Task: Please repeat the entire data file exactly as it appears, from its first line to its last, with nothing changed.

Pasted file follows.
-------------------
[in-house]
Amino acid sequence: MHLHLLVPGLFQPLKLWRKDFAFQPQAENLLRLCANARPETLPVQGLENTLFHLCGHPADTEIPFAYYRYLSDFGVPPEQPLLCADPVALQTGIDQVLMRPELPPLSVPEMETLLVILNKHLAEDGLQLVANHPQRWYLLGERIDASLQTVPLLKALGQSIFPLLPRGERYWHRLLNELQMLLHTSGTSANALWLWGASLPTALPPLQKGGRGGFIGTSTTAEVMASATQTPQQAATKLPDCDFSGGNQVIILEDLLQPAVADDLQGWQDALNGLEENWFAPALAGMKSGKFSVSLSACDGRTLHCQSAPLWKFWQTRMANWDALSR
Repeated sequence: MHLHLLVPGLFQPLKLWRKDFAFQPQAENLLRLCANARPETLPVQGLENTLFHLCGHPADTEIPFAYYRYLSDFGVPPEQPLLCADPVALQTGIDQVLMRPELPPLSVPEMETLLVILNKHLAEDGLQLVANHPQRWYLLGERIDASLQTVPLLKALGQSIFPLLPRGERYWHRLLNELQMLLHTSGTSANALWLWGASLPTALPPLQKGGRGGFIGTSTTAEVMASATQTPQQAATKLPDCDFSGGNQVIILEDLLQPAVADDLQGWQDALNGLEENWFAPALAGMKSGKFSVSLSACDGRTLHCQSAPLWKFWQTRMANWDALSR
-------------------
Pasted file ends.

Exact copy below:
[in-house]
Amino acid sequence: MHLHLLVPGLFQPLKLWRKDFAFQPQAENLLRLCANARPETLPVQGLENTLFHLCGHPADTEIPFAYYRYLSDFGVPPEQPLLCADPVALQTGIDQVLMRPELPPLSVPEMETLLVILNKHLAEDGLQLVANHPQRWYLLGERIDASLQTVPLLKALGQSIFPLLPRGERYWHRLLNELQMLLHTSGTSANALWLWGASLPTALPPLQKGGRGGFIGTSTTAEVMASATQTPQQAATKLPDCDFSGGNQVIILEDLLQPAVADDLQGWQDALNGLEENWFAPALAGMKSGKFSVSLSACDGRTLHCQSAPLWKFWQTRMANWDALSR
Repeated sequence: MHLHLLVPGLFQPLKLWRKDFAFQPQAENLLRLCANARPETLPVQGLENTLFHLCGHPADTEIPFAYYRYLSDFGVPPEQPLLCADPVALQTGIDQVLMRPELPPLSVPEMETLLVILNKHLAEDGLQLVANHPQRWYLLGERIDASLQTVPLLKALGQSIFPLLPRGERYWHRLLNELQMLLHTSGTSANALWLWGASLPTALPPLQKGGRGGFIGTSTTAEVMASATQTPQQAATKLPDCDFSGGNQVIILEDLLQPAVADDLQGWQDALNGLEENWFAPALAGMKSGKFSVSLSACDGRTLHCQSAPLWKFWQTRMANWDALSR